Washington, DC — The federal official most responsible for the precarious state of the Florida manatee is undergoing Senate confirmation hearings today to become the next Director of the U.S. Fish & Wildlife Service. During the dozen years that Sam Hamilton headed the FWS southeast region, the endangered Florida manatee has made only tenuous progress toward recovery, principally due to lawsuits and not agency initiatives, according to Public Employees for Environmental Responsibility (PEER).
With only 3,807 animals, according to 2009 agency estimates, the manatee is still in danger of spiraling toward extinction:
- The potential biological removal level (PBR) is defined by the Marine Mammal Protection Act as “the maximum number of animals, not including natural mortalities that may be removed from a marine mammal stock while allowing that stock to reach or maintain its optimum sustainable population.” The PBR for manatees is approximately 12 per year. Yet, in 2008, a total of 337 manatees died, many directly at the hands of humans, primarily through boat collisions;
- The State of Florida projects a 30 to 50% decline in manatee population over the next 60 years due to the triple threat of rising boat traffic, loss of habitat (particularly warm-springs) and red tides and algal blooms poisoning the manatees and their food supplies; and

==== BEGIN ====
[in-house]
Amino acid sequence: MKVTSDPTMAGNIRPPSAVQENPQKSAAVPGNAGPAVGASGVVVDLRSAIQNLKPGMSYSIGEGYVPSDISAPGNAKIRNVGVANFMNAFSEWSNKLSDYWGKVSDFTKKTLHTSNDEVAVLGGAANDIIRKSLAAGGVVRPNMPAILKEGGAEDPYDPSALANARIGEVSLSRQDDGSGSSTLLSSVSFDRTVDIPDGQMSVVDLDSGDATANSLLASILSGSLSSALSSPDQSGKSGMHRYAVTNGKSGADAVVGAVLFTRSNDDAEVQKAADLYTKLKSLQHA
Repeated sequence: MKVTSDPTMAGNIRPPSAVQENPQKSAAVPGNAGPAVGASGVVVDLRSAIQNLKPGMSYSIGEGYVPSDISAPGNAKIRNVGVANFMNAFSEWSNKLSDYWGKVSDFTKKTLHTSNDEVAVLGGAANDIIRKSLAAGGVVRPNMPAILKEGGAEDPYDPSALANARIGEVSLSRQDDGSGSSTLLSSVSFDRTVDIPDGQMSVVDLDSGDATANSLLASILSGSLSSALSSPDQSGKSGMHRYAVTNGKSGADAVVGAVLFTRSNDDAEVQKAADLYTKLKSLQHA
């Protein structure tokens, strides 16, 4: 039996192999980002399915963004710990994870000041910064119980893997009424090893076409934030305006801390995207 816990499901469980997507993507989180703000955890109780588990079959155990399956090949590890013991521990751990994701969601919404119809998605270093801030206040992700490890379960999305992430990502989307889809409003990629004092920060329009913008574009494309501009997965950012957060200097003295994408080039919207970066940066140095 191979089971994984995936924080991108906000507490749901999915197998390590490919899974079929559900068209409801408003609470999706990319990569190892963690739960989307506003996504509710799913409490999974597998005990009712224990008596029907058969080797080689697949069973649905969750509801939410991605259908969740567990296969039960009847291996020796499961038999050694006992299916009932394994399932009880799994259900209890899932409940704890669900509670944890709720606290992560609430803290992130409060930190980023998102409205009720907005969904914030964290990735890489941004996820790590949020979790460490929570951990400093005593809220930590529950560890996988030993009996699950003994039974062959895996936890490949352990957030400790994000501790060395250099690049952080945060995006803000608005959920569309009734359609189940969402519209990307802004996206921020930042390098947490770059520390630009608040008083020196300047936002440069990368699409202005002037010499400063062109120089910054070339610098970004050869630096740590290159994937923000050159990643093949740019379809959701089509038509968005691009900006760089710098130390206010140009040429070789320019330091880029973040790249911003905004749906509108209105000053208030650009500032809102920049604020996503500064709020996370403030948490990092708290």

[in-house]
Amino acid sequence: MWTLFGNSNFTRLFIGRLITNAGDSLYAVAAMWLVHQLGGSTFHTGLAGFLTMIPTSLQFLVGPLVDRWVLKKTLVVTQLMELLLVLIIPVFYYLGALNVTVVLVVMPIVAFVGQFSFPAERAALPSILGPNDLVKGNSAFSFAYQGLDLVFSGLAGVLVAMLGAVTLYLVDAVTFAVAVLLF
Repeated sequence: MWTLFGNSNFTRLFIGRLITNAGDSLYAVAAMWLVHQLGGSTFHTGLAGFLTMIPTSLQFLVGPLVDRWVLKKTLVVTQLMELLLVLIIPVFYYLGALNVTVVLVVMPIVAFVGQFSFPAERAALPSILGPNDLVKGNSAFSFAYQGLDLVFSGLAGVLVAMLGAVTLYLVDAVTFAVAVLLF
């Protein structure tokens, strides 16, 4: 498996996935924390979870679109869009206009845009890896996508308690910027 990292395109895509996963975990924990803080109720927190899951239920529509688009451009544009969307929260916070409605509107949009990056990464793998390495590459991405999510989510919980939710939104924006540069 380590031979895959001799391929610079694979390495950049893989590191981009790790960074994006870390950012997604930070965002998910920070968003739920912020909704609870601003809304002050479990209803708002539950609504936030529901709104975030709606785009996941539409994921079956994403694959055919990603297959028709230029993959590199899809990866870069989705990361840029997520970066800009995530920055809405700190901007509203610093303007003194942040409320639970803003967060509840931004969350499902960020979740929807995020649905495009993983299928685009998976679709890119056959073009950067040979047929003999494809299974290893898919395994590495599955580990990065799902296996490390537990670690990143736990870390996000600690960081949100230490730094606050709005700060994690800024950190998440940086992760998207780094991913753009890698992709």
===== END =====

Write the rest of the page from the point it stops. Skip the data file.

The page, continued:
- Much critical manatee habitat is unprotected from swarms of tourists in “swim-with” encounters, or from boaters and fishermen.
“By every measure, Florida manatee populations are not recovering – they are teetering on the precipice,” stated PEER Staff Counsel Christine Erickson. “What negligible population gains have occurred are in spite of and not because of official intervention.”
As the senior federal official responsible for the welfare of Florida’s manatee populations, PEER argues that Hamilton’s management of threats to the manatees bodes ill for the fate of other vulnerable wildlife if he becomes FWS Director. Many of the most important steps taken by FWS, such as the expansion of sanctuaries and establishment of boating speed limits, have resulted from lawsuits brought against the agency by conservation groups, such as the Save the Manatee Club. By contrast, both federal and state agencies have sought to lower protections and allow more marina development in areas now off-limits.
“Florida is a dying hotspot of biodiversity due to unchecked development,” said PEER Executive Director Jeff Ruch, noting that FWS under Hamilton’s watch raised few objections to construction inroads into wildlife habitat. “The Senate should carefully examine what has happened to the manatee, the Florida panther and the web of other endangered species in the region in making a decision as to whether this nominee will be good leader for the Fish & Wildlife Service.”